Google Shows Off Voice Recognition by Letting You Title Silent Film Clips

Future Tense
The Citizen's Guide to the Future
March 19 2013 6:19 PM

Google Shows Off Voice Recognition by Letting You Title Silent Film Clips

144949299
Can you hear me now, Google?

Photo by EMMANUEL DUNAND/AFP/Getty Images

Unless you’re talking to someone on Skype, most of us prefer to interact with our computers by typing, not speaking out loud. But Google has been working hard on voice recognition, as demonstrated by the recent roll-out of the Web Speech API for Chrome. To demonstrate just how well it works, they’ve released a neat little tool that lets you add your voice to classic silent-film clips.

Just open up Chrome (yes, it must be Chrome) and head over to PeanutGalleryFilms.com. There, you can select a black-and-white segment. As it plays, any words you vocalize will appear as old-timey titles.

Advertisement

The voice recognition isn’t yet perfect; as the Peanut Gallery “about” page admits, you can’t use proper nouns, and if you want punctuation, you have to say “comma” or “question mark” aloud. (I tested this out with the 1902 film A Trip to the Moon. As actors ventured out of their spacecraft and onto the surface of the moon, I said, “There’s Elon Musk.” Google rendered that as “There’s a long mask.”)

But all pickiness aside, it’s a fun tool that could serve Google well. Responses might help the company refine its voice recognition. Perhaps it will also help those who use neither Siri nor Google Voice Search become comfortable speaking aloud to a machine. Both will be particularly important as Google comes closer to releasing Glass—as my colleague Will Oremus points out, it appears that Glass will be controlled in large part by speech.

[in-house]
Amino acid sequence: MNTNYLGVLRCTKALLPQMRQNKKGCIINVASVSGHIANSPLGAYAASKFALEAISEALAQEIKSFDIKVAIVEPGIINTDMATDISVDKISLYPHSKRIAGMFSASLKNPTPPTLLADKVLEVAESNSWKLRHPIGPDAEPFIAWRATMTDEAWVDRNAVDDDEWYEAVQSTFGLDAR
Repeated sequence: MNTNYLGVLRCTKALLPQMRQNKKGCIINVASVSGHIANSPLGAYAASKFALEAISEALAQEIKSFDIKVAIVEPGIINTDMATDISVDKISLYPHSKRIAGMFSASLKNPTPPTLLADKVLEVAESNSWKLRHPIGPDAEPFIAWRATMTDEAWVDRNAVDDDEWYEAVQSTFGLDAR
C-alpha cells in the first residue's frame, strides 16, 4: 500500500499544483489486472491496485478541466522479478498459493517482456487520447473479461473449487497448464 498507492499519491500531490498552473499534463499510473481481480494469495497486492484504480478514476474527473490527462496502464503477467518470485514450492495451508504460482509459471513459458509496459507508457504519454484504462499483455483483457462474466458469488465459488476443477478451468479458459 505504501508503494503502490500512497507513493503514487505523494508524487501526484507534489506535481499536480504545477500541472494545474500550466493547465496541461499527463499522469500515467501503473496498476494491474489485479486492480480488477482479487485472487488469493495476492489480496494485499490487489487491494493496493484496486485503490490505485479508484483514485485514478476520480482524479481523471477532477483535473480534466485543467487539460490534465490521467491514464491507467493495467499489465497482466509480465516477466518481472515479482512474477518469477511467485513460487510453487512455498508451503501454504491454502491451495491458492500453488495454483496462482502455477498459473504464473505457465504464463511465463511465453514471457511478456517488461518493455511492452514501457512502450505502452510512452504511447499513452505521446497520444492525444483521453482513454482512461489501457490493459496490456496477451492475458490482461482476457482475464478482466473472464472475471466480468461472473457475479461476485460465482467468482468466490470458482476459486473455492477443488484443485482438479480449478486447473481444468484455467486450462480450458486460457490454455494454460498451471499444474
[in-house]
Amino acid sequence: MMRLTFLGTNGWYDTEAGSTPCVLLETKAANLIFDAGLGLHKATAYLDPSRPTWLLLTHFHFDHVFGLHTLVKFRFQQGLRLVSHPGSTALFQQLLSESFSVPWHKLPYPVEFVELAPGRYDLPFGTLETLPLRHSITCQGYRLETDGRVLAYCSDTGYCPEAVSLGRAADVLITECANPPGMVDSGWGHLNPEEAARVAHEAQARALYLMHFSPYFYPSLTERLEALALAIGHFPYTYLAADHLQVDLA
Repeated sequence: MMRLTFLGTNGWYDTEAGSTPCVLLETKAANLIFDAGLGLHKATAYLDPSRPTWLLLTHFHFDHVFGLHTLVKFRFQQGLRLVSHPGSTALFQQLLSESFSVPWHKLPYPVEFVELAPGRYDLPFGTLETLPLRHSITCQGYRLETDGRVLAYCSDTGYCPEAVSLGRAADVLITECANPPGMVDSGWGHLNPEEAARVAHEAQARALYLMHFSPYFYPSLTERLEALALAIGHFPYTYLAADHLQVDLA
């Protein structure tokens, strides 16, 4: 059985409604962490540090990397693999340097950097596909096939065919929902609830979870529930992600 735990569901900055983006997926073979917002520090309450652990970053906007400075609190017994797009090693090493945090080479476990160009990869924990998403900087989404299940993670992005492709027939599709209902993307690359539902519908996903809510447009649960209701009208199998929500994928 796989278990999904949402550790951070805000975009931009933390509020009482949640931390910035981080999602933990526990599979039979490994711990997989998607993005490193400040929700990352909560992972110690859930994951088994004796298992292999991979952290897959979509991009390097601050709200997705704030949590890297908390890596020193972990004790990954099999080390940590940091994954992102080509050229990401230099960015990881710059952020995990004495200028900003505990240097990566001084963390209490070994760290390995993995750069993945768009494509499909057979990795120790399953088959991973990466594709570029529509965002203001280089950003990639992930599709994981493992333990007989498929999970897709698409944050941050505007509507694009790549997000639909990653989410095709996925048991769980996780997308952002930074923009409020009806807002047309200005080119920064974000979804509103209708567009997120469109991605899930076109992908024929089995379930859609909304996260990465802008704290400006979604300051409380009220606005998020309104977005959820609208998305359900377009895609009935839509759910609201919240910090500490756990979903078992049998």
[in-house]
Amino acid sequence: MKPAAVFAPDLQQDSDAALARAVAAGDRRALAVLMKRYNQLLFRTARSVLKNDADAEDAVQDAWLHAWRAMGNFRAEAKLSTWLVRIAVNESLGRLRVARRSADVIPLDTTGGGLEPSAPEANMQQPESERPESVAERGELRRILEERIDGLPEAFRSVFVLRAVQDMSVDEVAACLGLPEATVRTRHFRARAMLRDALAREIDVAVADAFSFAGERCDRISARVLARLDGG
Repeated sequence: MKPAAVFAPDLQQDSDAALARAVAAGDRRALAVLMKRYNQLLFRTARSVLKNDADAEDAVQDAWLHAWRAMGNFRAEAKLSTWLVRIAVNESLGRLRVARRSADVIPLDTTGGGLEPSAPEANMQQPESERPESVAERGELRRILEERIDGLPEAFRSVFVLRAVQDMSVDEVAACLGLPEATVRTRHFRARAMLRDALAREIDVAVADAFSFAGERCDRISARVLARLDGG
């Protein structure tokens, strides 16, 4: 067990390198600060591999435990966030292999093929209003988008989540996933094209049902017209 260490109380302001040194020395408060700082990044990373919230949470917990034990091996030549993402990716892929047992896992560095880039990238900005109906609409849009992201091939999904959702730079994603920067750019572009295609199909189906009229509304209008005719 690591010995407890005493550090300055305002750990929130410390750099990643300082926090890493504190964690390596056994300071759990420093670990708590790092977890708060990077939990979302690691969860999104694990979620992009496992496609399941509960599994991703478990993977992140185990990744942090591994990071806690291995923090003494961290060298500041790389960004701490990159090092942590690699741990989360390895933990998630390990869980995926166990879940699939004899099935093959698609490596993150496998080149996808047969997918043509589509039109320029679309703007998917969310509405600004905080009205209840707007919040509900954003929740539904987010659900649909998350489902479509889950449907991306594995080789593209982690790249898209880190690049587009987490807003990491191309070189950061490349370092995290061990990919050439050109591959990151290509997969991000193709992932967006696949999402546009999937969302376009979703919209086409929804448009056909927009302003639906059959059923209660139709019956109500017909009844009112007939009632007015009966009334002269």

Watch a demonstration of the Peanut Gallery below.

Future Tense is a partnership of SlateNew America, and Arizona State University.

Torie Bosch is the editor of Future Tense, a project of Slate, the New America Foundation, and Arizona State that looks at the implications of new technologies. 

TODAY IN SLATE

Justice Ginsburg’s Crucial Dissent in the Texas Voter ID Case

The Jarring Experience of Watching White Americans Speak Frankly About Race

How Facebook’s New Feature Could Come in Handy During a Disaster

The Most Ingenious Teaching Device Ever Invented

Sprawl, Decadence, and Environmental Ruin in Nevada

View From Chicago

You Should Be Able to Sell Your Kidney

Or at least trade it for something.

Space: The Next Generation

An All-Female Mission to Mars

As a NASA guinea pig, I verified that women would be cheaper to launch than men.

Terrorism, Immigration, and Ebola Are Combining Into a Supercluster of Anxiety

The Legal Loophole That Allows Microsoft to Seize Assets and Shut Down Companies

  News & Politics
Jurisprudence
Oct. 19 2014 1:05 PM Dawn Patrol Justice Ruth Bader Ginsburg’s critically important 5 a.m. wake-up call on voting rights.
  Business
Business Insider
Oct. 19 2014 11:40 AM Pot-Infused Halloween Candy Is a Worry in Colorado
  Life
Outward
Oct. 17 2014 5:26 PM Judge Begrudgingly Strikes Down Wyoming’s Gay Marriage Ban
  Double X
The XX Factor
Oct. 17 2014 4:23 PM A Former FBI Agent On Why It’s So Hard to Prosecute Gamergate Trolls
  Slate Plus
Tv Club
Oct. 20 2014 7:15 AM The Slate Doctor Who Podcast: Episode 9 A spoiler-filled discussion of "Flatline."
  Arts
Behold
Oct. 19 2014 4:33 PM Building Family Relationships in and out of Juvenile Detention Centers
  Technology
Future Tense
Oct. 17 2014 6:05 PM There Is No Better Use For Drones Than Star Wars Reenactments
  Health & Science
Bad Astronomy
Oct. 20 2014 7:00 AM Gallery: The Red Planet and the Comet
  Sports
Sports Nut
Oct. 16 2014 2:03 PM Oh What a Relief It Is How the rise of the bullpen has changed baseball.